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The Prevalence of Populism in South America: Crafting Credible and Competitive Candidates


Populism is a recurring phenomenon in Latin America that periodically shows its face. Candidates utilizing populist tactics have won elections throughout the twentieth and twenty-first centuries. The overall consequences of these leaders are open to debate. In this dissertation, I ask: why do citizens in South America vote for populist candidates?

In answering this question, I improve the study of populism in a few ways. First, I discuss and trace the development of the concept of populism, and offer my operationalization of populism. I demonstrate that my particular project fills an important gap in the study of populism—namely that I systematically measure and score the populist behavior of presidential candidates, and examine the electoral success of these candidates.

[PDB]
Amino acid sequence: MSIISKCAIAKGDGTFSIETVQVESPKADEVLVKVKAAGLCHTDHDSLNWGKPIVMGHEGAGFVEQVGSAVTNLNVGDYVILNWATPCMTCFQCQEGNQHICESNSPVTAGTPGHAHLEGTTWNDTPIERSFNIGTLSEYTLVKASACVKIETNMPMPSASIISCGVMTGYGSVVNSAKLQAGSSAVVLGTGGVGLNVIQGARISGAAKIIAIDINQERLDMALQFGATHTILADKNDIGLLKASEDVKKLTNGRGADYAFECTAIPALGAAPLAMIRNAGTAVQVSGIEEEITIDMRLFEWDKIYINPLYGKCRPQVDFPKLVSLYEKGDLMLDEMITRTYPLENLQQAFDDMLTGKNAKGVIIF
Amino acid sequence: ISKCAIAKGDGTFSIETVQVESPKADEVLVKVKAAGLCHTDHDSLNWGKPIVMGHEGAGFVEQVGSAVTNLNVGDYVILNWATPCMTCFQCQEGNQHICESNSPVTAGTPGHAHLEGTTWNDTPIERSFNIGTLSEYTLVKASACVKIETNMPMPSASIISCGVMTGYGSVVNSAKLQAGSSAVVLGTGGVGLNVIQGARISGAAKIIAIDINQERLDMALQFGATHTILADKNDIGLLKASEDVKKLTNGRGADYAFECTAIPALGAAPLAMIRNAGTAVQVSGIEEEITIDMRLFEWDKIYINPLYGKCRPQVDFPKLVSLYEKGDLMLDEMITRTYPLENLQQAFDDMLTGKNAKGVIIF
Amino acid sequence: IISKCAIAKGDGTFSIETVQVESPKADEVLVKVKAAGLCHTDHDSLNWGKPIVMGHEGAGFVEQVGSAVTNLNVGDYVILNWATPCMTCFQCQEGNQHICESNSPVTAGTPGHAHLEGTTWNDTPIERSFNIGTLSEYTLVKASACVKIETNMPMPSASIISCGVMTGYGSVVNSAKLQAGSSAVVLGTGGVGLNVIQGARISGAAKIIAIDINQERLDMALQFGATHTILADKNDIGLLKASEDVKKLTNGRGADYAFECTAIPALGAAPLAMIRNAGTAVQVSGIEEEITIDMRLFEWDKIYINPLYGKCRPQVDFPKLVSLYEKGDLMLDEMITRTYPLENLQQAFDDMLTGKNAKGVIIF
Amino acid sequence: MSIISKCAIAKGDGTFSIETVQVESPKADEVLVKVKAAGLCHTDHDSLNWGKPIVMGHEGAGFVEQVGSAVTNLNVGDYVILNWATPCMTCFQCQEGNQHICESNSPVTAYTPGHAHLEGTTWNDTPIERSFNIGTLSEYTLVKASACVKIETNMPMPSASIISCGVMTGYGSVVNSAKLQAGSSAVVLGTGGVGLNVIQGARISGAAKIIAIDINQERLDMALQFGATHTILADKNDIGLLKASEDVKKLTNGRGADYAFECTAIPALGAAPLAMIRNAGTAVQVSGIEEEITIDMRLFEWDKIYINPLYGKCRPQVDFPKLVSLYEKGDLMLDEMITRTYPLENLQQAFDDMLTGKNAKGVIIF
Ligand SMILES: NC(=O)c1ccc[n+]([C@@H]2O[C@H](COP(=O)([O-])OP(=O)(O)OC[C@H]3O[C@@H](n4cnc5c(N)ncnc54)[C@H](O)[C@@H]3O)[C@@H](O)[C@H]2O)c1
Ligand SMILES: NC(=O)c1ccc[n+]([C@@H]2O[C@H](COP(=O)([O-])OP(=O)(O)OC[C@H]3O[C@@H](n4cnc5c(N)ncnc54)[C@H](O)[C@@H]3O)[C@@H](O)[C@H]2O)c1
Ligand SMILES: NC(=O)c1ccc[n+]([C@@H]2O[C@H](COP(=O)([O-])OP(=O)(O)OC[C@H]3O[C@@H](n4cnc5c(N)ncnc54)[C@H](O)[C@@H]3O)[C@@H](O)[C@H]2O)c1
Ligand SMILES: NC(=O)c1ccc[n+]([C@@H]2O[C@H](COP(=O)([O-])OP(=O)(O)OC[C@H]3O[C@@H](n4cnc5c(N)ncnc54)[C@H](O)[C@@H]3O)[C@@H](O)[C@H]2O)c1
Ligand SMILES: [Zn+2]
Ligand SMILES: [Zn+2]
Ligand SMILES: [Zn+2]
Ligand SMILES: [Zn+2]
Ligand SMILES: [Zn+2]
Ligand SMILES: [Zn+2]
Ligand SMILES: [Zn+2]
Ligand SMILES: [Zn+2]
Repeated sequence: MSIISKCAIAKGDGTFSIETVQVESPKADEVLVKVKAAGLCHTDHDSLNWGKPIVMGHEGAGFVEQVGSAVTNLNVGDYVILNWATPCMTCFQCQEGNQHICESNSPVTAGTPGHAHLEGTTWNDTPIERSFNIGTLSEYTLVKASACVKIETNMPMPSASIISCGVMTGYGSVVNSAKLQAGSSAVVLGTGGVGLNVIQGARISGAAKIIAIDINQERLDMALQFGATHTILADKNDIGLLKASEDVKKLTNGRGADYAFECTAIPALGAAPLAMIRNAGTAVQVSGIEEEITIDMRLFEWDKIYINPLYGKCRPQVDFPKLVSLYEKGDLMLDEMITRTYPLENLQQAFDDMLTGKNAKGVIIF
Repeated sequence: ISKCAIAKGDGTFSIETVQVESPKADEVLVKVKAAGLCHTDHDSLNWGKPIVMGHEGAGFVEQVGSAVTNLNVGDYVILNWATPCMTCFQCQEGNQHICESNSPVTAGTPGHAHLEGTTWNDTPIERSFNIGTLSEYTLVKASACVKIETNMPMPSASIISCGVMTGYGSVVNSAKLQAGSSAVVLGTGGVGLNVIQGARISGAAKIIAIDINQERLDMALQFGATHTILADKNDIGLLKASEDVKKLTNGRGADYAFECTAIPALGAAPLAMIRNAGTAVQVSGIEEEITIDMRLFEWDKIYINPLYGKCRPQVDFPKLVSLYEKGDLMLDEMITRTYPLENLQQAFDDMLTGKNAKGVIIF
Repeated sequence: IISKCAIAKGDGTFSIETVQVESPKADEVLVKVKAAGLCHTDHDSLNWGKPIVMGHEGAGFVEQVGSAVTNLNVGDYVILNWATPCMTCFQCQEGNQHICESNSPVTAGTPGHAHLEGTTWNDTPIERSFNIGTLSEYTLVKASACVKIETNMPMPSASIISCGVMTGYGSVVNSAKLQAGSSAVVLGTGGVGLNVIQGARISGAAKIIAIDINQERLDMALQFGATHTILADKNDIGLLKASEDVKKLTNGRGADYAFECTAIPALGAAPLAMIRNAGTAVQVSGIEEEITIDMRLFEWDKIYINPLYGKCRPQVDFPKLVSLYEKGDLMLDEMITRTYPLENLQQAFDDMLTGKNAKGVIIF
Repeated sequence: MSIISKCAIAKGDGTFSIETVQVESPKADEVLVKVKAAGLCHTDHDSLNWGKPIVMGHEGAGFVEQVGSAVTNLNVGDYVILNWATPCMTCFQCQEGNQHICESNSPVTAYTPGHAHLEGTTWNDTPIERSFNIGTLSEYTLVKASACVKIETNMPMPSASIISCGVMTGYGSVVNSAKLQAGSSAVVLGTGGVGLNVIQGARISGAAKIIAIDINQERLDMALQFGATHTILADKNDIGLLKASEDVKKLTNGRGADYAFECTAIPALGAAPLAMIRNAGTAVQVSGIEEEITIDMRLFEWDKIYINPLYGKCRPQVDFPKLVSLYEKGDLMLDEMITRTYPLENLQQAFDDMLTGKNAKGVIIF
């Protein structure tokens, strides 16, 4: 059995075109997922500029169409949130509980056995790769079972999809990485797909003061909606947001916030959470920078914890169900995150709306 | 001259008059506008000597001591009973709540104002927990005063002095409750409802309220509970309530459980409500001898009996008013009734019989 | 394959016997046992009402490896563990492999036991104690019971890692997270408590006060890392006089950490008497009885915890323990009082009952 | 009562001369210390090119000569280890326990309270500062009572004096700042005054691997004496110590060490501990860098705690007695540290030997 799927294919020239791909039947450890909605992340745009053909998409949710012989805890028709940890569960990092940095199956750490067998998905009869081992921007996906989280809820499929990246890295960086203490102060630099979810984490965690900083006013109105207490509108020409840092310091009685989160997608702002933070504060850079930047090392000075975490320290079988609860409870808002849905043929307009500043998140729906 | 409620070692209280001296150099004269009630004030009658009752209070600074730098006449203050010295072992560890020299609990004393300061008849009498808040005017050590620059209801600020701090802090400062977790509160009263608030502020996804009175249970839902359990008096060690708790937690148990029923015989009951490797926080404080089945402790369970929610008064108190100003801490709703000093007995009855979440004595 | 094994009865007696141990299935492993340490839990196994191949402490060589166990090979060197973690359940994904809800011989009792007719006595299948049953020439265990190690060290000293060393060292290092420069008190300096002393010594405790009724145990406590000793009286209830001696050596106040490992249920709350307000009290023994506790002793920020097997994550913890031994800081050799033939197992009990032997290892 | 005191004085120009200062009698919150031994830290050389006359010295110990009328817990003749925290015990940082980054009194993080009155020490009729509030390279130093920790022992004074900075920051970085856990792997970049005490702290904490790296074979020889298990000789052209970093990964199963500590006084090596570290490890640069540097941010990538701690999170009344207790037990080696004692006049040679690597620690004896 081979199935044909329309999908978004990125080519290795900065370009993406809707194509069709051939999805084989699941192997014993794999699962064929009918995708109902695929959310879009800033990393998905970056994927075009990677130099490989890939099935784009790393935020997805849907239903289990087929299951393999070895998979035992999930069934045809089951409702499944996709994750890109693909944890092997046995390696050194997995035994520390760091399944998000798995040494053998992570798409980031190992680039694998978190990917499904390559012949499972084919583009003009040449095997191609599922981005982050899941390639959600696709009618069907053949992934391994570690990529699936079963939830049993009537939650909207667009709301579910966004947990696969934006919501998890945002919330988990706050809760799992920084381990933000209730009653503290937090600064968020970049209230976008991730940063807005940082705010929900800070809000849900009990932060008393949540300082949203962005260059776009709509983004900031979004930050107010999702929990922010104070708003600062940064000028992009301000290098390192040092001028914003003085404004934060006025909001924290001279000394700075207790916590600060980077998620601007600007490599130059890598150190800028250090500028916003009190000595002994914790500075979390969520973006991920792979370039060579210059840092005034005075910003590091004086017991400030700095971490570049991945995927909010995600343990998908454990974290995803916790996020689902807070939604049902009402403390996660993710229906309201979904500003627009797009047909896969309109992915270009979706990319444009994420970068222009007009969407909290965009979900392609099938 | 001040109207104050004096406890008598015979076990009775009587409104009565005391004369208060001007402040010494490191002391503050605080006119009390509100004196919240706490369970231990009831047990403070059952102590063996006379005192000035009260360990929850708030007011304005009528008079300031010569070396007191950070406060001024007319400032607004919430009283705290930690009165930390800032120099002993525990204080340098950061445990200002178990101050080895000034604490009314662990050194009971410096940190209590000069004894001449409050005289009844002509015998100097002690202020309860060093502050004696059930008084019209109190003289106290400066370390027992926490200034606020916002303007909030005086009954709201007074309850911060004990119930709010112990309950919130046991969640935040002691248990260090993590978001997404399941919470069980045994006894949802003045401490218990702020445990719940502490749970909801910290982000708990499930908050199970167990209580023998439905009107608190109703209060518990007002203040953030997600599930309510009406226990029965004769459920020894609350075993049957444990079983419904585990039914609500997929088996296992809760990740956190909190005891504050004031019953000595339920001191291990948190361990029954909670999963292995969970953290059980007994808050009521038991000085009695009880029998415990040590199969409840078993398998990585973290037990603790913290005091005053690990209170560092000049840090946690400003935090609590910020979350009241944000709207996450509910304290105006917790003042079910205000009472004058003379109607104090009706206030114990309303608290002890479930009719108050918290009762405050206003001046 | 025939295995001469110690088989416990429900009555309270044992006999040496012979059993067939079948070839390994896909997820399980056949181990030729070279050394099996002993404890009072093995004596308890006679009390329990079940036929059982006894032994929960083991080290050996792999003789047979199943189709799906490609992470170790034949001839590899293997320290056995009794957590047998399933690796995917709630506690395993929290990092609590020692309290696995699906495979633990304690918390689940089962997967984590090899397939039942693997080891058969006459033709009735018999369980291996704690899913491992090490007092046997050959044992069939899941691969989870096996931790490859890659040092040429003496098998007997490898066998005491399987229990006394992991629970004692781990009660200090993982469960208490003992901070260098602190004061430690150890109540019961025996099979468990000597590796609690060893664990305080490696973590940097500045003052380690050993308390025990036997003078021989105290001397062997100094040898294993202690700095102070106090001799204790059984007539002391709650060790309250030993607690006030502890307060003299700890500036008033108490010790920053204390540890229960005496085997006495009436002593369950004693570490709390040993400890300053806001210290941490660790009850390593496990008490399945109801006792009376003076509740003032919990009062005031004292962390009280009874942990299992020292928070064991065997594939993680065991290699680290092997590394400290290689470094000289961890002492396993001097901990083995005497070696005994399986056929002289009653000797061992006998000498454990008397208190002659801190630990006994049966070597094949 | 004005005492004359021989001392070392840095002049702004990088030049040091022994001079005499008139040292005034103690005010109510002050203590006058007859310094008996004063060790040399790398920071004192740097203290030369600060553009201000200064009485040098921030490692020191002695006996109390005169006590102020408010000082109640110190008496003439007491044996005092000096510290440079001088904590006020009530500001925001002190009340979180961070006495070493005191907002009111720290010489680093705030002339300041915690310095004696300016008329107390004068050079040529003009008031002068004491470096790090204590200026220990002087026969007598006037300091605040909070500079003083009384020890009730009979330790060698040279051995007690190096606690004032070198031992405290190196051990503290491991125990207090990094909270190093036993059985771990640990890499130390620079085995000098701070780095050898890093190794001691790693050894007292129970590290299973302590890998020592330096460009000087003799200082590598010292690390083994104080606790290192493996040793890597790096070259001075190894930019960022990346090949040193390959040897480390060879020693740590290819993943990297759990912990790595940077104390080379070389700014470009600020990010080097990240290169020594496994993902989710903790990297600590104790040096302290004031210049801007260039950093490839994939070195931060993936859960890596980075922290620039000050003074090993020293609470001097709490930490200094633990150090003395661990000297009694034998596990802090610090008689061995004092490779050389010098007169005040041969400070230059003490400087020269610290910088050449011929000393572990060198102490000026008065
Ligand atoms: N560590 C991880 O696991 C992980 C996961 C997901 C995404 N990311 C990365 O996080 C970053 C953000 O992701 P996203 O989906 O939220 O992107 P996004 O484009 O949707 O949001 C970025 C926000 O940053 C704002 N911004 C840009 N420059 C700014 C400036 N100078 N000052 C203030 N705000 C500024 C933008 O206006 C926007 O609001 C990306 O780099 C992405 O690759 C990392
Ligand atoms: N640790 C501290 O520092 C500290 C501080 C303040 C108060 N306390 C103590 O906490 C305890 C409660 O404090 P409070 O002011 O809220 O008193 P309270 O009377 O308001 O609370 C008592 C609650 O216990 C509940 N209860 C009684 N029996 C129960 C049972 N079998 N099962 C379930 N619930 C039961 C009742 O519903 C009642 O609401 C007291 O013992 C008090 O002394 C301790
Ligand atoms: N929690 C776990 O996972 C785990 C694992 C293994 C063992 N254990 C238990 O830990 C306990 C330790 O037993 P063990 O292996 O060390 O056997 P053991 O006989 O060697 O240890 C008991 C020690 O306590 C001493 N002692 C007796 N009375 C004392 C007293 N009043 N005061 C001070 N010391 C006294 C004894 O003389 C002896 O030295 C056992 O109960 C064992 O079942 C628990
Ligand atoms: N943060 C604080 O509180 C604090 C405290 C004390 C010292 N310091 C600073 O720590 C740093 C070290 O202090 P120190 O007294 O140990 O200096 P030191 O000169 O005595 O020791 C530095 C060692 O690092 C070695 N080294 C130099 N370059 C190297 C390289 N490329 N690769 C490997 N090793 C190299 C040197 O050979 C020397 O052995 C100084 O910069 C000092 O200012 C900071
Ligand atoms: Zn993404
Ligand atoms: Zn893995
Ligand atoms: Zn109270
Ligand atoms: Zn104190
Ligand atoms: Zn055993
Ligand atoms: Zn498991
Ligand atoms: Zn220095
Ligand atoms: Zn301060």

Second, I conduct a continental statistical analysis which represents a comprehensive and theoretically driven attempt to analyze the electoral success of populist candidates. I tested five independent variables prominent in the literature, and my own original hypothesis. I find that South American citizens are motivated to vote for populist candidates as a result of their evaluations of government performance and sociodemographic factors that are politicized by candidates. Third, I explore the role campaign strategists play in elections, and how candidate traits affect the ability of electoral contenders to craft successful populist messages during the campaign. I find support for my argument that populists are most electorally successful when a confluence of candidate traits, campaign appeals, and electorate characteristics exist. The strength of this overlap rests on the credibility of the populist’s message that she will provide both symbolic and programmatic representation to citizens.

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